I was heading on holiday, the day after I received the lens, so my first chance to use it was in a friend's living room.

Sitting in one of his chairs, I shot the room at 16mm, with my 12~40/2.8 Zuiko zoom.  I then swapped lenses, and set
the 9mm to the hyperfocal distance, and fired away.  The true "fisheye" perspective is readily seen in the right hand shot!

If you look carefully, in the bottom right corner of the fisheye version, you can just see my finger!  At 140 degrees
coverage, just holding the E-M1, with it's decent sized grip, puts your right fingers at risk of being in almost every shot
... so you have to pay attention!

This next series of images were taken in the Royal Tyrrell Museum of Paleontology ... one of the largest and finest
dinosaur museums in the world - located in Drumheller, Alberta, Canada.

The shot on the left was made with my back to the wall, and the 12~40/2.8 set as wide as possible, in order to "get it
all in".  For the shot on the right, I moved up to within 1 meter of the face of the frontmost dinosaur and with the focus
set to the hyperfocal distance, fired away.  The difference in viewpoint made possible by the 9mm lens is dramatic!

Like many, if not most, museums, monopods and tripods are forbidden.  (Well, you can use them, if you arrange it well in
advance and pay a substantial "professional use" fee.)  So, the superb, 5 axis In-body-Image-Stabilzation of the E-M1
came in very handy.  Exposures were 1/10th of a second for the wide shot, and 1/3 of a second for the close-up, on the
right.   As for effectiveness of the two, well, there is no comparison!

You can also use the manual "fisheye" slider in PT-lens (an excellent, low cost, automatic, lens distortion correction tool)
to remove the "fisheye" look, when it is apparent in shots. This allows you to have an 18mm equivalent, rectilinear lens for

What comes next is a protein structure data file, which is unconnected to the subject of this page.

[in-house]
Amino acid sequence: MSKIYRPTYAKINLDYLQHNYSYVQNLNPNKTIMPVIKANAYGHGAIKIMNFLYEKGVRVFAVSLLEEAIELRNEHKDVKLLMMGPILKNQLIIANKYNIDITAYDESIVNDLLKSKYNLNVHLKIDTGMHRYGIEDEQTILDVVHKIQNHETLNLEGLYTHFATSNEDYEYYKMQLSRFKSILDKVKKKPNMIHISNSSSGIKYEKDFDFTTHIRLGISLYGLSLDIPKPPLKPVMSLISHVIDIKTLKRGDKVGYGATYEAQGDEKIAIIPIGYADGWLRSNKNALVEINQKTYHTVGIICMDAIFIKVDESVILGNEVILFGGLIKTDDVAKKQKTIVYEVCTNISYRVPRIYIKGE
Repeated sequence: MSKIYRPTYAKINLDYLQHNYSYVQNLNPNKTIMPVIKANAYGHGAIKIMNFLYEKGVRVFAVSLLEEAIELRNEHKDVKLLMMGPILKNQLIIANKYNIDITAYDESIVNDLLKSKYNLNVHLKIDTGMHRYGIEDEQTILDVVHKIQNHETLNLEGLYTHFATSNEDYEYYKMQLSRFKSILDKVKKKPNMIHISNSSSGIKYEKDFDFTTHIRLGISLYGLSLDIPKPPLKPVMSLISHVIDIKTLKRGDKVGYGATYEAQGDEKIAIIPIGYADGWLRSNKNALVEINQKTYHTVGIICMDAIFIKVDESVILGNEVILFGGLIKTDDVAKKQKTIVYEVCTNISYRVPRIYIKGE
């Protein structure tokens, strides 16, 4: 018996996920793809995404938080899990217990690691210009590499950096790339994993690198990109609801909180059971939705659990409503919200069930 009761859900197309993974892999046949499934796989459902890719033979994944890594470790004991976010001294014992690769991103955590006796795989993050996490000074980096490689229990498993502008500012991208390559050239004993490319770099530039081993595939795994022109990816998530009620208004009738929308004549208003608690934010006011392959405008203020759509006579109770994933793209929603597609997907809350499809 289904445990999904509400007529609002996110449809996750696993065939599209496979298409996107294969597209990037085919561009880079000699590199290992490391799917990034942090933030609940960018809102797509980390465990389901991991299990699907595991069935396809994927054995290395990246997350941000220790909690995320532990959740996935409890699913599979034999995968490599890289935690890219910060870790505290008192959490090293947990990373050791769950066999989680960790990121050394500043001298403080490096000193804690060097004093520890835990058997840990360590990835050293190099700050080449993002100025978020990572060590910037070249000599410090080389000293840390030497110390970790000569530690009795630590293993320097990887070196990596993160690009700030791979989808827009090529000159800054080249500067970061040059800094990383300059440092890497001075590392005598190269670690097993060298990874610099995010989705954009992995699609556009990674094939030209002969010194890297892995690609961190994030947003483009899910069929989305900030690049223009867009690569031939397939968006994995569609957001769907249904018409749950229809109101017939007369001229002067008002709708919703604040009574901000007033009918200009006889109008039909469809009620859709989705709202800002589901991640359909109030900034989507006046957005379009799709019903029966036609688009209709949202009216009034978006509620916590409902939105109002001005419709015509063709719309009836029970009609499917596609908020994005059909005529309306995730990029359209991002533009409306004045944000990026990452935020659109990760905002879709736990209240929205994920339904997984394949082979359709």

just $99!  See the natural (fisheye) shot of a hotel room, on the left, and the corrected version, on the right. Depending on
the angle of the shot, this "cure" does not always work, but in my experience it works more often than not.


So that's about it.  An inexpensive lens that offers a lot more quality, detail & sharpness - not to mention, FUN, than you'd
ever think possible, for just $99.  A fisheye lens is one that most people would rarely want to use, but when you're back's
to the wall, and you simply need to "get it all in", then the Olympus 9mm Fisheye-in-a-body-cap will save your bacon. And
it will do it without straining your back or your budget!

Best "bang for the buck" I've seen in many a year!

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If you've found this review helpful, you might enjoy some of my other reviews, found here.  You might also enjoy
my wildlife photos, all taken with Leica or Olympus glass. You can find my photo-instruction DVDs here.

If interested, you can also find my antique Debrie Sept and 1950 Beauty Six (one of only two known to exist in the

Thanks for reading.

Last updated: 27 February, 2015